Simon and Saul were both stubborn men. Simon was all muscle and brawn; Saul was all moralism and brain. They were both passionate men with very firm views. But all their bravado actually masked a deep fragility. Deep down, they were both cowards. They were afraid of God, the real God. Simon wanted a Jesus-God to suit himself; Saul did not want him at all.
For all that, Jesus was brawnier and brainier and more certain in his views than either of them. Mere human fragility and fear were no obstacle to him. Jesus knew them, loved them, called them and sent them. He revealed his true self to them. He bowled them over, left them speechless, with his compassionate and merciful love. In revealing himself to them, he revealed them to themselves, since divine love draws out and fashions our true identity. Their names were no longer to be Simon and Saul, for these names only identified them in their relations to other human beings. Now they were Peter and Paul, names that identified them in their relation to Jesus.
Jesus draws Peter to himself more gradually, more painstakingly. With Paul, he knocks him to the ground in one fell swoop. Jesus weans Peter off his weaknesses and insecurities and transforms them into rock-like strength. He shocks Paul into a sudden and dramatic change of life. From being a stubborn opponent of Jesus, he becomes the most intrepid proclaimer of his Name.
Both were made apostles and martyrs. Apostle means “one who is sent.” Martyr means “witness.” Peter and Paul are sent by Jesus to witness. To what? To the truth of the real Jesus: that he is the Son of the living God and that he died and rose again for human salvation. They were sent to people who were as stubborn and close-minded as they had been themselves. Some they won over to Christ. Others laughed in their faces. Others killed them with murderous rage because, at root, they really wanted to kill Christ. But their martyrdom was their glory and victory, the vindication of their witness. By it, they became fully and finally transformed into Jesus whose death and resurrection were seen through their own sacrifice.
What can we take from all this?
No matter what we are like as people, no matter our personality make-up, weaknesses or fragilities, they are no match for the power of Jesus’ love. He draws us relentlessly to himself. In the process, he heals us and draws us away from what resists him. Certainly, we can say no, “I will not serve”, but it is an irrational decision. For only the service of Christ will reveal to us who we really are, our true name in the sight of Christ. Saying no to God is, in the end, saying no to ourselves. For without God, we are no-one.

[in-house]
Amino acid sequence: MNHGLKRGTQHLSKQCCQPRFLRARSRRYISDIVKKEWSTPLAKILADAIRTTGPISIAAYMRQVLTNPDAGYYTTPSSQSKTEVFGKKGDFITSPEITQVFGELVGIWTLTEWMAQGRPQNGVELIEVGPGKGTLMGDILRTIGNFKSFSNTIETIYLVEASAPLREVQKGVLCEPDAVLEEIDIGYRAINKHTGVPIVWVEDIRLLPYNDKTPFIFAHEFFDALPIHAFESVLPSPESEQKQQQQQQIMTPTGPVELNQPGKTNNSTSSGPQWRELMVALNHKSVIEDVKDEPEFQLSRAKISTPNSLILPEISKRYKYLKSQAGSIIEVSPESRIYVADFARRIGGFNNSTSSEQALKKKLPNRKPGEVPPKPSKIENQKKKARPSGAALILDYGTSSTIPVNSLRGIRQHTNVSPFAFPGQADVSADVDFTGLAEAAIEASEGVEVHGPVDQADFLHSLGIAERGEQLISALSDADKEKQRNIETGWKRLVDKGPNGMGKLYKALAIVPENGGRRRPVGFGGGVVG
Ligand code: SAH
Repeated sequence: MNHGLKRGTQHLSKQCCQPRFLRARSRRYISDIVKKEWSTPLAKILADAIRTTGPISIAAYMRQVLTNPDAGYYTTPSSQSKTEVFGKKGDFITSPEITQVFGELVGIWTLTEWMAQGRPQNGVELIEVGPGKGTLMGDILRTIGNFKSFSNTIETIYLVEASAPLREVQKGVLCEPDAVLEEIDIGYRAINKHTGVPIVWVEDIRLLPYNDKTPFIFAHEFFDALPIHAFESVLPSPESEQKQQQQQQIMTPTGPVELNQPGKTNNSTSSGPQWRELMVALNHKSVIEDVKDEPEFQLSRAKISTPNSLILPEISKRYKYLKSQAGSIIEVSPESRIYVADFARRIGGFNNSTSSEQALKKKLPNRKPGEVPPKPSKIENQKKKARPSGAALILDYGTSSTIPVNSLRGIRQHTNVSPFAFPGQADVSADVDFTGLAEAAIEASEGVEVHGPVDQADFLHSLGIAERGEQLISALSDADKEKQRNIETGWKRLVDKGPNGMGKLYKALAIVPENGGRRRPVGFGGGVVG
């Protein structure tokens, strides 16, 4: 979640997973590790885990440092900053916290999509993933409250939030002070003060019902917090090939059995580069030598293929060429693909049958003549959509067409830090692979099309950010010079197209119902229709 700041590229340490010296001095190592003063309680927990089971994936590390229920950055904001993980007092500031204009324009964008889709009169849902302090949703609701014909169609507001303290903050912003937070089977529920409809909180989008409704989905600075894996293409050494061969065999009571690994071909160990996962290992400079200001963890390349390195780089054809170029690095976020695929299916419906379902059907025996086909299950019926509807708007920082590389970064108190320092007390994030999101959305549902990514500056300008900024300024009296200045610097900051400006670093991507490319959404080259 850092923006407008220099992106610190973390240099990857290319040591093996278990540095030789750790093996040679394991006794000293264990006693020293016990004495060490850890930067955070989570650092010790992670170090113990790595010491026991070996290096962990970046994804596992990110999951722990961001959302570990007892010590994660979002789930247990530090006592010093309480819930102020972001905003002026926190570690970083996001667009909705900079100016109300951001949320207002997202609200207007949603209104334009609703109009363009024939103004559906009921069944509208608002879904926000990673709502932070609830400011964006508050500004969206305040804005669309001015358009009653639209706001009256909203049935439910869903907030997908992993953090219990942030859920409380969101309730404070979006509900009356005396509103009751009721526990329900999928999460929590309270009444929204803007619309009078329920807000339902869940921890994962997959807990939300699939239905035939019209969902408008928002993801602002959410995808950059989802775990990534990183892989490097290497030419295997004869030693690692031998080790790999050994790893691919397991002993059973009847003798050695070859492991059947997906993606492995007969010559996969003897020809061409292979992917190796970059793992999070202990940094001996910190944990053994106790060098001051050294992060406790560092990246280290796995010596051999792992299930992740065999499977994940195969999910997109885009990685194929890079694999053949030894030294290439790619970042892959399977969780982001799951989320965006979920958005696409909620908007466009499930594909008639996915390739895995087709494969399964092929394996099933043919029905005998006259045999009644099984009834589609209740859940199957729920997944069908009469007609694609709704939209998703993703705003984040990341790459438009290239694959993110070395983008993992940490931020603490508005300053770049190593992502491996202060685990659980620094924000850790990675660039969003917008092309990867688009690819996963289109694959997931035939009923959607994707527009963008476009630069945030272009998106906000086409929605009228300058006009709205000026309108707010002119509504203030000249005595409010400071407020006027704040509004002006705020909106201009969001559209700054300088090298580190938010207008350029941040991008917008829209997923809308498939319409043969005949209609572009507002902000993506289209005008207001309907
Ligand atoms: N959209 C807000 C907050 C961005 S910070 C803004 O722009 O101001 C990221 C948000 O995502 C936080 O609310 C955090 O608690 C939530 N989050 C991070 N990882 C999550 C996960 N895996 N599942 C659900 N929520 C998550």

We are all called to be apostles, though not in the same way. We are all called to be martyrs, but not in the same way. A father who teaches his child to worship God is an apostle. A mother who, calling on Jesus, bears the pain of a sick or unruly child is a martyr. A young person who remains faithful to Christ in the face of mockery from friends is both an apostle and a martyr. Those who are faithful until death in marriage are apostles and, some might say, also martyrs! Being an apostle has a spectrum of applications. Being a martyr likewise.
But we can only be apostles and martyrs of Jesus if we respond to him with “all the love we can give, every day of our life for as long as we live.” We can’t be sent from Jesus, if we are not close to him first. We can’t witness to Jesus if we don’t let ourselves experience him first.
Simon became Peter. Saul became Paul. Who would, or have, or will you become because of Jesus? What is his name for you? By the cross of Peter and the sword of Paul may all of us come close to Jesus and experience him deeply. Then, like them, we will want no other name than the name Jesus gives us; we will want to be nothing other than his apostles and his martyrs in the heart of his Church.